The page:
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With scams becoming more common, we offer a few tips on how to keep you and your kids safe online and on social media.
With scams becoming more common, keeping your online accounts safe should be a top priority. SLFCU provides the following tips.
June is National Elder Abuse Awareness month and is a great time to talk with your family members about their future plans.
Members needing access to the SLFCU branch on Kirtland AFB must request and obtain a Defense Biometric Identification System pass.
Security questions are being discontinued as a means for two-factor authentication in online and mobile banking.
SLFCU members are continuing to report fraudulent phone calls and text messages from people claiming to be SLFCU representatives. This includes spoofed phone calls which appear to originate from SLFCU.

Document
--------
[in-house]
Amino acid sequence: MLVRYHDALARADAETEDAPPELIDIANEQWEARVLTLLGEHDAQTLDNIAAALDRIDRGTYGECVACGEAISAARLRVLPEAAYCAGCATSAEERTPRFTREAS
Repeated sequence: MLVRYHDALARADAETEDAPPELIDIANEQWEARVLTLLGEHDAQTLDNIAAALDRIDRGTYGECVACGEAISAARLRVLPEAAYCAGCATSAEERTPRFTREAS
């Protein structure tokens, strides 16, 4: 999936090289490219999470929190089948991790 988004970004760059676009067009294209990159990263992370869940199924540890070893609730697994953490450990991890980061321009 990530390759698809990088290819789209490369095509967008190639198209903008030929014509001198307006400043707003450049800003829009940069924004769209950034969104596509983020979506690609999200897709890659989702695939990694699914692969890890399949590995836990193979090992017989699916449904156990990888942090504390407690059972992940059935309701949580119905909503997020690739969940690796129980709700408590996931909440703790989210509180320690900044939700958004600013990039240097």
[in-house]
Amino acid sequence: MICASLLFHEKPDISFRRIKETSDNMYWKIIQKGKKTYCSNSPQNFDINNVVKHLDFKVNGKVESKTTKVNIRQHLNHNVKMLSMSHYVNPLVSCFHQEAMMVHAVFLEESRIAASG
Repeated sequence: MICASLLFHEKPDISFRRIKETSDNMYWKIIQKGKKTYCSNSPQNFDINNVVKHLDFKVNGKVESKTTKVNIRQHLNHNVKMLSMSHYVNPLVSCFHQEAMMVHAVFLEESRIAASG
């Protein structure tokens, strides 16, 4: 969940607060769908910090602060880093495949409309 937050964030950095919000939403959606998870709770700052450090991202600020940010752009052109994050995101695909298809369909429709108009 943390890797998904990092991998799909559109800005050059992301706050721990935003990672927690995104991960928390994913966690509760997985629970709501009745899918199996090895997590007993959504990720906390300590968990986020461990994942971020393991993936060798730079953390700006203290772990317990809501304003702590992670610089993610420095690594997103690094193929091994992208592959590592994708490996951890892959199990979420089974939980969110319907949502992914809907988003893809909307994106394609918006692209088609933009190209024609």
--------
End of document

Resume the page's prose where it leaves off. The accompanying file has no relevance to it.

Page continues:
Mail theft tends to increase over the holidays. Use these tips to reduce the chances of having your mail stolen.
If you closed on a new home loan, refinanced your mortgage, or opened a Home Equity CreditLine, you may receive multiple solicitations in the mail.
To create a secure username, choose something that you have never used on another site. Your username should include numbers and letters and should be difficult to guess.
Social media scams are on the rise and young individuals are being targeted regularly. Being a victim of any social media scam can impact your life for many years.